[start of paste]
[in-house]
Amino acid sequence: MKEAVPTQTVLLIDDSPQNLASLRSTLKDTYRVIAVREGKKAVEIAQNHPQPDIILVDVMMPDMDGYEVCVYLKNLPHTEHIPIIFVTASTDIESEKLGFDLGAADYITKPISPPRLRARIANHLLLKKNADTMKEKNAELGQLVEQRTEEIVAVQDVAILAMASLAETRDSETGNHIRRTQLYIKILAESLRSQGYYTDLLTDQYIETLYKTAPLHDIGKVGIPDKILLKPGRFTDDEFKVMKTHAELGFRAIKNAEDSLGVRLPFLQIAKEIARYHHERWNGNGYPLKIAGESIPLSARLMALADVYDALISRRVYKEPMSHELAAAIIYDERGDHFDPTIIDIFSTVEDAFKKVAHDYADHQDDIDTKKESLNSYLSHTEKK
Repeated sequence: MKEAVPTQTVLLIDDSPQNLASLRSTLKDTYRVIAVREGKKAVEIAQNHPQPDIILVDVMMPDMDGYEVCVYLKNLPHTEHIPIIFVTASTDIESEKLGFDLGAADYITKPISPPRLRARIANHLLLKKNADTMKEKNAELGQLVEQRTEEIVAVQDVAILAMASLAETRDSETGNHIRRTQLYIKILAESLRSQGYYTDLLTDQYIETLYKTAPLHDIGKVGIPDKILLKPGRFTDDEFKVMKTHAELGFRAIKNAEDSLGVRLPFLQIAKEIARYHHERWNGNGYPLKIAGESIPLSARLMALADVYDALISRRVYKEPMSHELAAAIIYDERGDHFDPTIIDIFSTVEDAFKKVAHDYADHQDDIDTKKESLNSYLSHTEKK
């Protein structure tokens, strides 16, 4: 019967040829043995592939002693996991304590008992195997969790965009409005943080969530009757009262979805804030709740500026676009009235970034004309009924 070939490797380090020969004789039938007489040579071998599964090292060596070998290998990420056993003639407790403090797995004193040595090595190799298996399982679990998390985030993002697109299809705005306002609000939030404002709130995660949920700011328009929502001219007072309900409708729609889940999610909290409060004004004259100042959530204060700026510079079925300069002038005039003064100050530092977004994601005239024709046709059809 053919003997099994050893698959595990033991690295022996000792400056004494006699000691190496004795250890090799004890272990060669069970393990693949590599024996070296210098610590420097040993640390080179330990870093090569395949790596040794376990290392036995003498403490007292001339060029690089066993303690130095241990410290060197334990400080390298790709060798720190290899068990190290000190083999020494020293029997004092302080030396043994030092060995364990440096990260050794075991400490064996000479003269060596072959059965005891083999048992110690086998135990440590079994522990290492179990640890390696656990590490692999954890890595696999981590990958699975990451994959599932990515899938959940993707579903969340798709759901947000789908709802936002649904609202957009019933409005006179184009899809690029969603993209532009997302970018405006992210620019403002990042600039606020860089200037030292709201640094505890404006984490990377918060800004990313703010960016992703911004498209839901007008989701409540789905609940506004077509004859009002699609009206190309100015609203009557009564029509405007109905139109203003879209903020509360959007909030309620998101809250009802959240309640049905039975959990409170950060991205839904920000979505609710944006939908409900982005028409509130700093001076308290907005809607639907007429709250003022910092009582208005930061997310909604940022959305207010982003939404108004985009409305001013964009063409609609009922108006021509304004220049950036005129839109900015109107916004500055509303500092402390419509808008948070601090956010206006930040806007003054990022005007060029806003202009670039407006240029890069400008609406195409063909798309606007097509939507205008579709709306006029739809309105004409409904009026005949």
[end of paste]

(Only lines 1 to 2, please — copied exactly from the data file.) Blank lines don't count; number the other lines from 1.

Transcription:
[in-house]
Amino acid sequence: MKEAVPTQTVLLIDDSPQNLASLRSTLKDTYRVIAVREGKKAVEIAQNHPQPDIILVDVMMPDMDGYEVCVYLKNLPHTEHIPIIFVTASTDIESEKLGFDLGAADYITKPISPPRLRARIANHLLLKKNADTMKEKNAELGQLVEQRTEEIVAVQDVAILAMASLAETRDSETGNHIRRTQLYIKILAESLRSQGYYTDLLTDQYIETLYKTAPLHDIGKVGIPDKILLKPGRFTDDEFKVMKTHAELGFRAIKNAEDSLGVRLPFLQIAKEIARYHHERWNGNGYPLKIAGESIPLSARLMALADVYDALISRRVYKEPMSHELAAAIIYDERGDHFDPTIIDIFSTVEDAFKKVAHDYADHQDDIDTKKESLNSYLSHTEKK